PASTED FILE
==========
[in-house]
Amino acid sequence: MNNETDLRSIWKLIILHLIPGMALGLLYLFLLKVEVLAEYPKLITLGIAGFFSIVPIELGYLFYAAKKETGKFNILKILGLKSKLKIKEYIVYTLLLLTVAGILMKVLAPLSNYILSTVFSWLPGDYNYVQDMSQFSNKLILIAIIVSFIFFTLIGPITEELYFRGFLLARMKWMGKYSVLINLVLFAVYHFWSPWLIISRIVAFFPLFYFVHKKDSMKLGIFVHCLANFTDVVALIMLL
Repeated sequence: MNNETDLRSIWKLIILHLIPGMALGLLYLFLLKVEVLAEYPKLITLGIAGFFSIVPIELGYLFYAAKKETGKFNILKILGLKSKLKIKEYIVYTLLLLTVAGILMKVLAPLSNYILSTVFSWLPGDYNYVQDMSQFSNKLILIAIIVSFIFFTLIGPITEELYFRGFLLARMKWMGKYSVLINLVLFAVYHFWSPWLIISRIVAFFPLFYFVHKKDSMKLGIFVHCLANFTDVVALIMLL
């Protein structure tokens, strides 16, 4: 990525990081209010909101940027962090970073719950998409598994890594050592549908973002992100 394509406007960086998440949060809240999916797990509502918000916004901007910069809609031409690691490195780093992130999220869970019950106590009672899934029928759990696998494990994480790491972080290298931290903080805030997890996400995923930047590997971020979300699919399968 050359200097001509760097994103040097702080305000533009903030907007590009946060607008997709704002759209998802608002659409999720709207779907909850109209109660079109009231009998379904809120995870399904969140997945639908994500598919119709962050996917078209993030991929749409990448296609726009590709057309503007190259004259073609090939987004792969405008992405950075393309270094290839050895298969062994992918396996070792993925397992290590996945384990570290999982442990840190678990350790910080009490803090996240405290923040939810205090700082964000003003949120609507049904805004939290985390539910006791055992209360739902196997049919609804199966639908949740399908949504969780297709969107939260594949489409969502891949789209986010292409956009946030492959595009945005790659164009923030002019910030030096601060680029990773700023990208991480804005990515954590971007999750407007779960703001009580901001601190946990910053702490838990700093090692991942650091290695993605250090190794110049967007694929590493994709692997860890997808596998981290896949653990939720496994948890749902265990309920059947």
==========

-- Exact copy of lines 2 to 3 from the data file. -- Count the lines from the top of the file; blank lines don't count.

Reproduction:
Amino acid sequence: MNNETDLRSIWKLIILHLIPGMALGLLYLFLLKVEVLAEYPKLITLGIAGFFSIVPIELGYLFYAAKKETGKFNILKILGLKSKLKIKEYIVYTLLLLTVAGILMKVLAPLSNYILSTVFSWLPGDYNYVQDMSQFSNKLILIAIIVSFIFFTLIGPITEELYFRGFLLARMKWMGKYSVLINLVLFAVYHFWSPWLIISRIVAFFPLFYFVHKKDSMKLGIFVHCLANFTDVVALIMLL
Repeated sequence: MNNETDLRSIWKLIILHLIPGMALGLLYLFLLKVEVLAEYPKLITLGIAGFFSIVPIELGYLFYAAKKETGKFNILKILGLKSKLKIKEYIVYTLLLLTVAGILMKVLAPLSNYILSTVFSWLPGDYNYVQDMSQFSNKLILIAIIVSFIFFTLIGPITEELYFRGFLLARMKWMGKYSVLINLVLFAVYHFWSPWLIISRIVAFFPLFYFVHKKDSMKLGIFVHCLANFTDVVALIMLL